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Frequently Asked Questions on the EURL ECVAM Recommendation on Non-Animal-Derived Antibodies

1. Where can I find the EURL ECVAM Recommendation on non-animal-derived antibodies and what does it include?

The EURL ECVAM Recommendation is available to download from the EU Science Hub. It comprises the Recommendation itself and the ESAC Opinion on the "Scientific validity of replacements for animal-derived antibodies" (Annex 1) and an ESAC Working Group report (Annex 2).

2. What does the EURL ECVAM Recommendation on non-animal-derived antibodies state?

In a nutshell, the EURL ECVAM Recommendation on non-animal-derived antibodies recommends that "animals should no longer be used for the development and production of antibodies for research, regulatory, diagnostic and therapeutic applications. In the EU, the provisions of Directive 2010/63/EU should be respected and EU countries should no longer authorise the development and production of antibodies through animal immunisation, where robust, legitimate scientific justification is lacking".

3. Does the EURL ECVAM Recommendation impose a ban on the use of animals for the development and production of antibodies?

No, the EURL ECVAM Recommendation does not impose a ban, nor is it proposing a ban per se. In the context of the authorisation of projects involving the use of live animals, the Recommendation simply calls for proper adherence to the legal obligations adopted under Directive 2010/63/EU on the protection of animals used for scientific purposes. The Directive (Article 38) requires a case-by-case scrutiny of project proposals to ensure that only when there is robust and legitimate scientific justification for the use of animals a project should be authorised. This obviously applies to projects involving the development and production of antibodies too. It is the responsibility of Member State competent authorities to assess and determine when such justification may exist to ensure that Directive obligations are complied with.

4. What is a EURL ECVAM Recommendation?

A EURL ECVAM Recommendation provides the views of the JRC's EU Reference Laboratory for alternatives to animal testing (EURL ECVAM) on the scientific validity of alternative test methods. Recommendations also advise on applications of alternative methods, any potential implications for stakeholders, and follow-up activities to promote alternatives and address knowledge gaps. During the development of its Recommendation, EURL ECVAM typically mandates the EURL ECVAM Scientific Advisory Committee (ESAC) to carry out an independent scientific peer review of available evidence, which is communicated as an ESAC Opinion and Working Group report.

5. Were stakeholders consulted on the EURL ECVAM Recommendation?

The EURL ECVAM Recommendation underwent a broad stakeholder consultation prior to its publication. Following usual procedure, EURL ECVAM consulted with: Commission services and relevant EU Agencies; EURL ECVAM’s advisory body for Preliminary Assessment of Regulatory Relevance (PARERE), that involves all Member States of the European Union; partner organisations of the International Collaboration on Alternative Test Methods (ICATM) including USA, Canada, Japan, South Korea and Brazil; ESAC; and the EURL ECVAM Stakeholder Forum (ESTAF), where various non-governmental stakeholder organisations are represented, including several industry sectors such as cosmetics, chemicals and pharmaceuticals.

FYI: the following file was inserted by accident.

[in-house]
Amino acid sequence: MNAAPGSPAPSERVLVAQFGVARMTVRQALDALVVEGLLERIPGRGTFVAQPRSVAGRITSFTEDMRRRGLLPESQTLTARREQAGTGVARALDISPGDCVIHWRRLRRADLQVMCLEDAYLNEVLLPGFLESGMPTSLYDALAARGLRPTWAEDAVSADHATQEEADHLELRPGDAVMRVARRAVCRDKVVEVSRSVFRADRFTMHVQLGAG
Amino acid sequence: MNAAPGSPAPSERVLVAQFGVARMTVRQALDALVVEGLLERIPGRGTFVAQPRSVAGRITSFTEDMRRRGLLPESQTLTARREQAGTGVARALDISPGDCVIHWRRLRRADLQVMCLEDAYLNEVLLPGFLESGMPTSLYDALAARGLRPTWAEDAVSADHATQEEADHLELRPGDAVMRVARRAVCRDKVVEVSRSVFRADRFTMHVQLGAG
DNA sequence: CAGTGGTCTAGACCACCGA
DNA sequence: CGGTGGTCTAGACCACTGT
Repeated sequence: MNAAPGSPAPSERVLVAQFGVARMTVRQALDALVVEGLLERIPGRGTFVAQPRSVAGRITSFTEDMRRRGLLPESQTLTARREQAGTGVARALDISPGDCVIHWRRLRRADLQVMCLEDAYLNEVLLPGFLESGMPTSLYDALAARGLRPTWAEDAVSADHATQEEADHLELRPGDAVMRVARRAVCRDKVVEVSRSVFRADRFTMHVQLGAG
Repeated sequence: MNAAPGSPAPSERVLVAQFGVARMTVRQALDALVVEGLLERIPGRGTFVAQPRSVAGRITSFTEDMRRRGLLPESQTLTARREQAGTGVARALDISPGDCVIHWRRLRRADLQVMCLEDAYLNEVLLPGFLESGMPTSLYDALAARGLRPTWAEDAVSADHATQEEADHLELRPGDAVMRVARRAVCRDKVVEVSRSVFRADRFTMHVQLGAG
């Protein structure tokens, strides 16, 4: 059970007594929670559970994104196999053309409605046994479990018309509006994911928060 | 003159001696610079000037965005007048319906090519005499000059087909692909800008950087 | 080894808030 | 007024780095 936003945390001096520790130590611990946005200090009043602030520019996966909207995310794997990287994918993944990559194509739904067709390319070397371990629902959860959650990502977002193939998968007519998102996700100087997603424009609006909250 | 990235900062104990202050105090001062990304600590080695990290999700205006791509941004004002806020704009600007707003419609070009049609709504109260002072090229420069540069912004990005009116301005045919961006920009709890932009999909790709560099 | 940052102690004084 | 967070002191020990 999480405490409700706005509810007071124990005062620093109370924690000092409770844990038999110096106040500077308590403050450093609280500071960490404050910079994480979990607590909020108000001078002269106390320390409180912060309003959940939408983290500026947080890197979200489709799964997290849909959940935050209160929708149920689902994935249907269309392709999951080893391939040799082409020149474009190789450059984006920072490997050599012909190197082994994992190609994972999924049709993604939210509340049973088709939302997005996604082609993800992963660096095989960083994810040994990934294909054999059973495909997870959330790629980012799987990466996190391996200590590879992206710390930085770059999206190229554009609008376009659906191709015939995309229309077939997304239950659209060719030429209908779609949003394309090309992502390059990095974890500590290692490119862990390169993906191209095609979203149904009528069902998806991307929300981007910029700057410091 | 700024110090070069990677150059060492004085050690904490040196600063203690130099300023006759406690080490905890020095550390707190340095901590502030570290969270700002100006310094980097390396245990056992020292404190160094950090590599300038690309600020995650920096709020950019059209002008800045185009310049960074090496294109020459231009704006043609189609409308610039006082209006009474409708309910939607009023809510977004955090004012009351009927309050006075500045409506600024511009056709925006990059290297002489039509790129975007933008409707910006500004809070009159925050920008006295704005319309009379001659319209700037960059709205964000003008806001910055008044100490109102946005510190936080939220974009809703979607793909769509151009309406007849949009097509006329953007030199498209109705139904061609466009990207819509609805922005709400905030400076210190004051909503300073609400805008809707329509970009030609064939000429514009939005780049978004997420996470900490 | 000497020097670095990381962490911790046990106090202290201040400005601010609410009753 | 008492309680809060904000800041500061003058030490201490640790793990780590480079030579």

6. On what scientific evidence is the EURL ECVAM Recommendation based?

EURL ECVAM mandated the EURL ECVAM Scientific Advisory Committee (ESAC) to review the scientific validity of non-animal-derived antibodies and non-antibody affinity reagents used in research and in regulatory and diagnostic fields. Based on its independent scientific peer review, the ESAC produced an Opinion on the "Scientific validity of replacements for animal-derived antibodies" (Annex 1 of the Recommendation), supported by an ESAC Working Group report (Annex 2).

7. What is the ESAC Opinion on the scientific validity of replacements for animal-derived antibodies?

In brief, ESAC concluded that: non-animal-derived antibody are mature reagents generated by a proven technology; non-animal-derived antibodies offer significant additional scientific benefits; non-animal-derived antibodies should be promoted; non-animal-derived antibodies are able to replace animal-derived antibodies in the vast majority of applications; well characterised, recombinant affinity reagents will improve the reproducibility of science and positively impact society.

8. What is ESAC and how does it work?

ESAC is the EURL ECVAM Scientific Advisory Committee. It is a formally registered expert group of the European Commission that provides independent advice to the EURL ECVAM on scientific matters related to the protection of animals used for scientific purposes. Members of ESAC and ESAC Working Groups must act independently of any external influence and solely on the basis of scientific considerations. The functioning of ESAC is defined by its Terms of Reference and its Rules of Procedure.

9. Why does the EURL ECVAM Recommendation also cover antibodies intended for therapeutic use?

The EURL ECVAM Recommendation also covers antibodies for therapeutic use, although ESAC was not explicitly requested to cover this particular application domain in its scientific peer review because of potential conflicts of interest with some members of the Working Group. However, the use of non-animal-derived antibodies for therapeutic applications is already well established, as evidenced by the availability of market-approved therapies based on non-animal-derived antibodies and specific mention of them in relevant guidelines of the European Medicines Agency (EMA). Moreover, the main arguments set out in the ESAC Opinion for the scientific validity of non-animal-derived antibodies are considered universal in nature and therefore relevant irrespective of the application domain.

10. How many animals are used in the EU for developing and producing antibodies?